Monday, November 24, 2008

Morgan Stanley's Near-Fall \ Citi Saw No Red Flags

Extreme Makeover at Morgan Stanley-figuring out where to go from here

Rubin, Under Fire, Defends His Role at Citi DiscussionWSJ 11/29 UPDATE

Bailout now has a mission statement; you can read it here.

A mystery is how even relatively strong firms like Morgan Stanley were battered so quickly. According to The Wall Street Journal, it appears that a confluence of events combined to deliver a huge blow to the blue-chip investment firm. Active buying in the market for credit default swaps, increased short selling by hedge funds and whispers in clients’ ears by rival banks all increased during the time that Morgan Stanley’s stock plummeted to new lows.

Journal says that it’s hard to prove that anything untoward was done, especially in the opaque credit default swaps market. But it quotes memos from Morgan Stanley officials that suggest executives from the company suspected that some traders were doing just that.

Citigroup Saw No Red Flags as It Made Bolder Bets

Citi and the U.S. government in talks to create a "bad bank" to remove toxic from Citi's balance sheet. WSJ Online article

September 2007, Citigroup CEO, Charles Prince learned for the first time that the bank owned about $43 billion in mortgage-related assets. Asked Citi Tradin head Thomas Maheras whether everything was OK and Maheras told his boss that no big losses were looming. Normally, a big bank would never allow the word of just one executive to carry so much weight. Instead, it would have its risk managers aggressively look over any shoulder and guard against trading or lending excesses.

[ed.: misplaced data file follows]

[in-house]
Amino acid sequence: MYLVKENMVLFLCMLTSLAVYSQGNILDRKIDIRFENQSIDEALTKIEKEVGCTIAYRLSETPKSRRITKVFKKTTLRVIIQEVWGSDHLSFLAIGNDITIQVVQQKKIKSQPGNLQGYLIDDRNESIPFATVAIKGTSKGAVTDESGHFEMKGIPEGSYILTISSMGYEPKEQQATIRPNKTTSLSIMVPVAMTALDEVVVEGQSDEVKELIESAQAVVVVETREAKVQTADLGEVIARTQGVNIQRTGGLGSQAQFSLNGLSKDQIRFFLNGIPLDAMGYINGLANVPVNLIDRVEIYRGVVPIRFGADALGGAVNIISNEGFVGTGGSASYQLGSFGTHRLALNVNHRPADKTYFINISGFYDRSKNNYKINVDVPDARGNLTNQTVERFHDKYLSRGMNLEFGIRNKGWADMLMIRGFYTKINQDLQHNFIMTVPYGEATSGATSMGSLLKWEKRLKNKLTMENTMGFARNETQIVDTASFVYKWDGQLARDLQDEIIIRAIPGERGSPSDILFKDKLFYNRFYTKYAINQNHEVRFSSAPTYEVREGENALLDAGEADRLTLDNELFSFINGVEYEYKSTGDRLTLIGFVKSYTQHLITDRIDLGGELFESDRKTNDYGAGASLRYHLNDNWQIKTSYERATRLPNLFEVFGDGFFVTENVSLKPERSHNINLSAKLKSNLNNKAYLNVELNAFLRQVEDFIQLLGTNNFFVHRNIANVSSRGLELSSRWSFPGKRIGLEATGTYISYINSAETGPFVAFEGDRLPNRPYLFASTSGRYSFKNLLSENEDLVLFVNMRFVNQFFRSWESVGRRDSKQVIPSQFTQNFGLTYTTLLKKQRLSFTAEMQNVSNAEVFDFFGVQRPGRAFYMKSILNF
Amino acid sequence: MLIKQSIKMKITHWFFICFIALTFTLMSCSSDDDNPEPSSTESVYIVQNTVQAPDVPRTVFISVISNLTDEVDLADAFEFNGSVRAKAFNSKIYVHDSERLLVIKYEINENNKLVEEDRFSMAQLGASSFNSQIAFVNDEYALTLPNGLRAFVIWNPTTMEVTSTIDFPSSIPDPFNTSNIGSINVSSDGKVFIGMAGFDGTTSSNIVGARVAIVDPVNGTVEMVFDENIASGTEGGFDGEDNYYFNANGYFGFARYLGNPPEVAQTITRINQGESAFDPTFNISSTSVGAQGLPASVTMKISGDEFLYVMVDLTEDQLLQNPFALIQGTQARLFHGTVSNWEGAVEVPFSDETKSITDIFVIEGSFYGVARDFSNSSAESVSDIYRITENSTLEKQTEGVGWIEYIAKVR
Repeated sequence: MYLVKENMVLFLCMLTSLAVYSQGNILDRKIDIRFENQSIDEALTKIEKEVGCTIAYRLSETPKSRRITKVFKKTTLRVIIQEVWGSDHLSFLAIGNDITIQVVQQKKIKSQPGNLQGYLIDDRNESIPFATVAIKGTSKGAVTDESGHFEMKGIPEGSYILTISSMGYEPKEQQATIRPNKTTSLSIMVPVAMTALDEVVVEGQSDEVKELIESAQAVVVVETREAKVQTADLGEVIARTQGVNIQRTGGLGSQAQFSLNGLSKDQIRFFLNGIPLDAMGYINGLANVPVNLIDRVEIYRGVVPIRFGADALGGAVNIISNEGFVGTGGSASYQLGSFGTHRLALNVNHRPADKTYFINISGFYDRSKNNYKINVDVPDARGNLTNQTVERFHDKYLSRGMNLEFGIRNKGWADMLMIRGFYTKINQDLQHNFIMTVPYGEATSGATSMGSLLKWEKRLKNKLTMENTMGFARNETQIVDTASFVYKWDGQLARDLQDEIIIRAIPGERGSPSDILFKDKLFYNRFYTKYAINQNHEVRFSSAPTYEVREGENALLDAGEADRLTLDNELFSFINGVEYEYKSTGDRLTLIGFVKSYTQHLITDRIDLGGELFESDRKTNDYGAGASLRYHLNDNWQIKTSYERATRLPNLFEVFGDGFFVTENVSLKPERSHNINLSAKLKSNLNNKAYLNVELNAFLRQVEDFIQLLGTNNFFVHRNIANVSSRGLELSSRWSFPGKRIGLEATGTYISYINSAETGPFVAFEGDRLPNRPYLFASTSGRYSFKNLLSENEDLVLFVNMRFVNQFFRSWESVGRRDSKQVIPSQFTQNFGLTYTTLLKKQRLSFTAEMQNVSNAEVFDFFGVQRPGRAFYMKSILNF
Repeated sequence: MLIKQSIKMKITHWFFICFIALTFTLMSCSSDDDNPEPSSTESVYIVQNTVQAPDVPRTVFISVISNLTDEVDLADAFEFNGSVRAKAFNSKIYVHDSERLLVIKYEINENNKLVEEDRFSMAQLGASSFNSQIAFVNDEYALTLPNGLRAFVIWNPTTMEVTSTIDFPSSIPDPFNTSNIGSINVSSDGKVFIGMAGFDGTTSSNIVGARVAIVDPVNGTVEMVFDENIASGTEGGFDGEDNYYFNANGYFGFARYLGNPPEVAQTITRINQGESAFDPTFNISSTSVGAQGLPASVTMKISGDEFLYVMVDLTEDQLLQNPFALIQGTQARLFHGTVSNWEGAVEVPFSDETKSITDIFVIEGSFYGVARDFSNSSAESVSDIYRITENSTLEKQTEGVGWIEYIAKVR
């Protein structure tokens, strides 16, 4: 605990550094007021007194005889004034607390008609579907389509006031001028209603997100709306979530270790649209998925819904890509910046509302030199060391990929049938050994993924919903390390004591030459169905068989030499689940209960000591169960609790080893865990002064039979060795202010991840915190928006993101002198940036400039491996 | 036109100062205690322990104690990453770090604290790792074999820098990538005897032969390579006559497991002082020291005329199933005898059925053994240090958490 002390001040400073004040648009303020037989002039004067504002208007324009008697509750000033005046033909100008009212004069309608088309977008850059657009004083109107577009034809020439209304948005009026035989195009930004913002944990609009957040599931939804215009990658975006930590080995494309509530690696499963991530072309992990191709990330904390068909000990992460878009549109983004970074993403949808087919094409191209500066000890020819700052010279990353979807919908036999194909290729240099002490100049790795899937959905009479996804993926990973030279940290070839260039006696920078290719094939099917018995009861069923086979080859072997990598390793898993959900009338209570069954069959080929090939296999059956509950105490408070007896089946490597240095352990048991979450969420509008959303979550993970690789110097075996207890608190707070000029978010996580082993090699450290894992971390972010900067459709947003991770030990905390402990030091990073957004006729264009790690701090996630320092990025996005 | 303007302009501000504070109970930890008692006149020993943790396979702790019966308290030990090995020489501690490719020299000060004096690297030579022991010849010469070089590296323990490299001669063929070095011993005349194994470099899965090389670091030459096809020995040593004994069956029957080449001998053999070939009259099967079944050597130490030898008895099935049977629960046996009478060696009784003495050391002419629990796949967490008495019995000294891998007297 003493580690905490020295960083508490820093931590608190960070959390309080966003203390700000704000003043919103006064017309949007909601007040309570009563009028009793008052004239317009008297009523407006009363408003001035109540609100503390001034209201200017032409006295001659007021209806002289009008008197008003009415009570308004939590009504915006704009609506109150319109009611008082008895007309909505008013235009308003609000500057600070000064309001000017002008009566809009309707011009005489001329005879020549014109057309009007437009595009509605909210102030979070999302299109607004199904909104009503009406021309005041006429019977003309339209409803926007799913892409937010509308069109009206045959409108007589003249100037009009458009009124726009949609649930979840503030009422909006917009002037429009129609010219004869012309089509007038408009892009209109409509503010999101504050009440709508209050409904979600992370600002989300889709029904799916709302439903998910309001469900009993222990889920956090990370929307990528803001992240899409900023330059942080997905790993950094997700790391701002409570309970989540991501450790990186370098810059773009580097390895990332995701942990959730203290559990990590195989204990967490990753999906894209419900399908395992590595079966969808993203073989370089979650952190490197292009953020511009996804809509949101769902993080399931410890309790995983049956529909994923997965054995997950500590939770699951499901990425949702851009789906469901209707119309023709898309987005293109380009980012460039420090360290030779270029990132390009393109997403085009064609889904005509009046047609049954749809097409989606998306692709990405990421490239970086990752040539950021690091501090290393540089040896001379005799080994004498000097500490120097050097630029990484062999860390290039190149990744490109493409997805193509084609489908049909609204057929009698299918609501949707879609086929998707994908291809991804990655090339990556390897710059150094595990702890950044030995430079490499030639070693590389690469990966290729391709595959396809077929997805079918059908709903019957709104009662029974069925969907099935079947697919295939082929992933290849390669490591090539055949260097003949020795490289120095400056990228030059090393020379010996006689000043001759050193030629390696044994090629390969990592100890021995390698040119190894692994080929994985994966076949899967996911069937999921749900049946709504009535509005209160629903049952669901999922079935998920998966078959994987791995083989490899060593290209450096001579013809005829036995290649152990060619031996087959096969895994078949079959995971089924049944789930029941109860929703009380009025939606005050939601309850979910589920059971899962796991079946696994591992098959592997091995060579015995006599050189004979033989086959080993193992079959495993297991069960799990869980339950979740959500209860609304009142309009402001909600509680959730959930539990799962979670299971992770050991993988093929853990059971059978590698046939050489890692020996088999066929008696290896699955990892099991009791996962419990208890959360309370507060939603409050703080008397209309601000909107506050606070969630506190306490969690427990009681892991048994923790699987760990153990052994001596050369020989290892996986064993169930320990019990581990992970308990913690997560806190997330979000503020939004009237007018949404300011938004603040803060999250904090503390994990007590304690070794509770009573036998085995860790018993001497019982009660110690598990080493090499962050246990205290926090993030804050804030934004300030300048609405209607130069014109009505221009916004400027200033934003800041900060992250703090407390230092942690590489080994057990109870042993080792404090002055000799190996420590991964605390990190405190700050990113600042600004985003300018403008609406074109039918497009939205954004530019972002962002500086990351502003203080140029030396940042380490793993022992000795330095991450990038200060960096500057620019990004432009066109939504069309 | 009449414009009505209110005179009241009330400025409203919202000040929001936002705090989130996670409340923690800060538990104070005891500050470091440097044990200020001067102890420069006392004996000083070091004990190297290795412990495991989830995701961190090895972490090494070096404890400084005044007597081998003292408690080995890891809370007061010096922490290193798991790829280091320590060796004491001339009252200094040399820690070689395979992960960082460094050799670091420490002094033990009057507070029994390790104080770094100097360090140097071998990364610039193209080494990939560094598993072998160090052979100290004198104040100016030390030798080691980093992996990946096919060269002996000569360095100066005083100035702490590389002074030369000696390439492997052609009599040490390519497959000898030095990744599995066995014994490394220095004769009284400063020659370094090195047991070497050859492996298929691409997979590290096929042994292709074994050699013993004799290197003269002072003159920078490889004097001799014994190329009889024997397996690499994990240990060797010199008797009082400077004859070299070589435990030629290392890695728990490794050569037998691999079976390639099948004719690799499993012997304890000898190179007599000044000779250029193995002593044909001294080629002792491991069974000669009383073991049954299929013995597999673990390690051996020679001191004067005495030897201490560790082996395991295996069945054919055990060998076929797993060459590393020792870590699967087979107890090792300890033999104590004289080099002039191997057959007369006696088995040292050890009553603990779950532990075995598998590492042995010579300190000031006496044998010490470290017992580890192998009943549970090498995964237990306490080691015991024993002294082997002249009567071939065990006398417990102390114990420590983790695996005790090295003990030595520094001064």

Citi insiders say the bank’s risk managers never investigated deeply enough. Because of longstanding ties that clouded their judgment, the very people charged with overseeing deal makers eager to increase short-term earnings — and executives’ multimillion-dollar bonuses — failed to rein them in, these insiders say.
Citigroup’s woes are emblematic of the haphazard management and rush to riches that enveloped all of Wall Street. Summary and link to Full Article

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